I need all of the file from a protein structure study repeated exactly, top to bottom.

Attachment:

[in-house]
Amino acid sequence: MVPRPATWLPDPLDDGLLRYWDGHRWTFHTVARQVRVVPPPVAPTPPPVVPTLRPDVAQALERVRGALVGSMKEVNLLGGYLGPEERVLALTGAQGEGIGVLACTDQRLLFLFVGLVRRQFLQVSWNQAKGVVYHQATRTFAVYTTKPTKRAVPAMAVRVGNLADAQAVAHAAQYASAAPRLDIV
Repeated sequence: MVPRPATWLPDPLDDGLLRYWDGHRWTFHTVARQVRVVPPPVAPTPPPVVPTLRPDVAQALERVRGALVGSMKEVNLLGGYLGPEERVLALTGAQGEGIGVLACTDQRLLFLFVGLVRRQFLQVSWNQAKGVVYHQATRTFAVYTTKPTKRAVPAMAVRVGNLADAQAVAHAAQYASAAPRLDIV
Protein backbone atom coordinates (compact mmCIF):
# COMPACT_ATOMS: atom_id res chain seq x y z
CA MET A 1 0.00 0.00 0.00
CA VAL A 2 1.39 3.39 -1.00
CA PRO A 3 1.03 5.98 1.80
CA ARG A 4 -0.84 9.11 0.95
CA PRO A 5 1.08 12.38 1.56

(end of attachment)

[in-house]
Amino acid sequence: MVPRPATWLPDPLDDGLLRYWDGHRWTFHTVARQVRVVPPPVAPTPPPVVPTLRPDVAQALERVRGALVGSMKEVNLLGGYLGPEERVLALTGAQGEGIGVLACTDQRLLFLFVGLVRRQFLQVSWNQAKGVVYHQATRTFAVYTTKPTKRAVPAMAVRVGNLADAQAVAHAAQYASAAPRLDIV
Repeated sequence: MVPRPATWLPDPLDDGLLRYWDGHRWTFHTVARQVRVVPPPVAPTPPPVVPTLRPDVAQALERVRGALVGSMKEVNLLGGYLGPEERVLALTGAQGEGIGVLACTDQRLLFLFVGLVRRQFLQVSWNQAKGVVYHQATRTFAVYTTKPTKRAVPAMAVRVGNLADAQAVAHAAQYASAAPRLDIV
Protein backbone atom coordinates (compact mmCIF):
# COMPACT_ATOMS: atom_id res chain seq x y z
CA MET A 1 0.00 0.00 0.00
CA VAL A 2 1.39 3.39 -1.00
CA PRO A 3 1.03 5.98 1.80
CA ARG A 4 -0.84 9.11 0.95
CA PRO A 5 1.08 12.38 1.56